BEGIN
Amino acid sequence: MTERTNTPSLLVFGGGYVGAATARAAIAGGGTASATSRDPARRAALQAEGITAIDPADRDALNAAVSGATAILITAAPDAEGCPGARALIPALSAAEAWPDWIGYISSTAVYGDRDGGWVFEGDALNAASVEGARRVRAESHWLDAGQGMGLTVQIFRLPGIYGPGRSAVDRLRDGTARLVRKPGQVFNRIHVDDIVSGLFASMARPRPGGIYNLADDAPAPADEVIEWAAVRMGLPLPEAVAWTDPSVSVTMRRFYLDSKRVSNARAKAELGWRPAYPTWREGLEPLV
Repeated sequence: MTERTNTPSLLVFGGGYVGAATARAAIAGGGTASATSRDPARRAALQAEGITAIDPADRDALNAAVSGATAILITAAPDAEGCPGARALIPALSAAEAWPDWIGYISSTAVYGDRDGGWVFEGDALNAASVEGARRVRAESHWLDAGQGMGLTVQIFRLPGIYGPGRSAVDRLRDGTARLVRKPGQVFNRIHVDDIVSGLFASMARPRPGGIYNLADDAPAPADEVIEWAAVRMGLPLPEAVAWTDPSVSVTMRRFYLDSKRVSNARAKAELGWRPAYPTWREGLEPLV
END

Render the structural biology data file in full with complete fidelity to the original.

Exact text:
Amino acid sequence: MTERTNTPSLLVFGGGYVGAATARAAIAGGGTASATSRDPARRAALQAEGITAIDPADRDALNAAVSGATAILITAAPDAEGCPGARALIPALSAAEAWPDWIGYISSTAVYGDRDGGWVFEGDALNAASVEGARRVRAESHWLDAGQGMGLTVQIFRLPGIYGPGRSAVDRLRDGTARLVRKPGQVFNRIHVDDIVSGLFASMARPRPGGIYNLADDAPAPADEVIEWAAVRMGLPLPEAVAWTDPSVSVTMRRFYLDSKRVSNARAKAELGWRPAYPTWREGLEPLV
Repeated sequence: MTERTNTPSLLVFGGGYVGAATARAAIAGGGTASATSRDPARRAALQAEGITAIDPADRDALNAAVSGATAILITAAPDAEGCPGARALIPALSAAEAWPDWIGYISSTAVYGDRDGGWVFEGDALNAASVEGARRVRAESHWLDAGQGMGLTVQIFRLPGIYGPGRSAVDRLRDGTARLVRKPGQVFNRIHVDDIVSGLFASMARPRPGGIYNLADDAPAPADEVIEWAAVRMGLPLPEAVAWTDPSVSVTMRRFYLDSKRVSNARAKAELGWRPAYPTWREGLEPLV